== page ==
Each year, every NFL team's chapter for the Pro Football Writers of America (PFWA) nominates two players as their picks for team MVP and media Good Guy.
The Los Angeles Chargers chapter of PFWA members, Gilbert Manzano (Southern California News Group), Jeff Miller (Los Angeles Times), Daniel Popper (The Athletic), Fernando Ramirez (Sports Illustrated), and Joe Reedy (Associated Press), each voted and after tabulation, named Justin Herbert the unanimous team MVP and Joey Bosa as the Bolts' Good Guy.
Team MVP is obvious, the most valuable player on the squad. For the second-straight year, Herbert walked away with the honor.
"There definitely wasn't a sophomore slump with Herbert," Reedy said. "He continues to get better to the point where we might have to start a new category next year -- Most Valuable Player Not Named Justin Herbert."
"Justin Herbert's arm strength gets most of the attention, like his 59-yard strike to Jalen Guyton against the Giants, but it's the little things that made him this year's team MVP," Manzano added. "Herbert quickly grasped Joe Lombardi's offense and put his teammates in positions to have career years. Herbert developed into a complete quarterback in his second NFL season and his versatile skill set has expanded the Chargers' playbook."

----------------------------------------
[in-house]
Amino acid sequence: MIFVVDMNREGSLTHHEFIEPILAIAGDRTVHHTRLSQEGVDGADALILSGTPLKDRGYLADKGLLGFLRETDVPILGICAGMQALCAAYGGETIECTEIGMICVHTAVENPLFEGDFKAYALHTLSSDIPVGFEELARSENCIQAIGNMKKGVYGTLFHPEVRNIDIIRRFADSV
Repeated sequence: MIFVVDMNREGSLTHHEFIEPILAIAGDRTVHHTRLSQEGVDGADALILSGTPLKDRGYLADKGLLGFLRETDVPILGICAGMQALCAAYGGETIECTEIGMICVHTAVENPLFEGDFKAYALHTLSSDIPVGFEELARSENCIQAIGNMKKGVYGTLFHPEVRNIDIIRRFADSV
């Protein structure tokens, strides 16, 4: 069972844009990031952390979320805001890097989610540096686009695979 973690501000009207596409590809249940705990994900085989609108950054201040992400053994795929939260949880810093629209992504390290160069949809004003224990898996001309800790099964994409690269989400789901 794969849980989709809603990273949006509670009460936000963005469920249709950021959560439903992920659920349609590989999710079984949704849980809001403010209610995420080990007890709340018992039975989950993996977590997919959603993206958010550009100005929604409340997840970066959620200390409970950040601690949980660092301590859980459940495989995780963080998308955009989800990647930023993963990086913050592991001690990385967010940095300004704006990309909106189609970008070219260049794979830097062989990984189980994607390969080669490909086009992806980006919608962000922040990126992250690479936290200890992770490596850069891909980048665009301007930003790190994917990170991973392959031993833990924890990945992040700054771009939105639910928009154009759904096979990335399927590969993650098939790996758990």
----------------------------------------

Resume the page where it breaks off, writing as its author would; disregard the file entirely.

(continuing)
The Good Guy award represents a player or coach's professionalism and qualities in helping media members who cover the team do their jobs to the best of their abilities.
It's also, "often based on body of work over multiple seasons," according to Reedy. "Joey's comfort level doing media has grown exponentially the past couple years."
It's an honor that carried just as much significance in 2021 as it did the year prior, where adjusting to the ever-changing COVID protocols and shifting from in-person to virtual availability didn't affect the quality of content Bosa provided in interviews.
"Joey Bosa is great in front of the mic," Ramirez explained. "He always has three or four quotes that take a story to the next level. He has really grown comfortable with the media the last few years and deserves recognition. Plus, he might always have the best mic'd up across the NFL. Never a boring moment with 97."
"Joey Bosa provides what most beat reporters look for from players in interviews throughout a season: Availability and entertainment," added Manzano. "Yes, Bosa provides memorable quotes, but his honesty and detailed responses have given reporters insight for what's occurring on the field. Bosa wasn't always this talkative, but reporters have enjoyed how open he's been the past two seasons."
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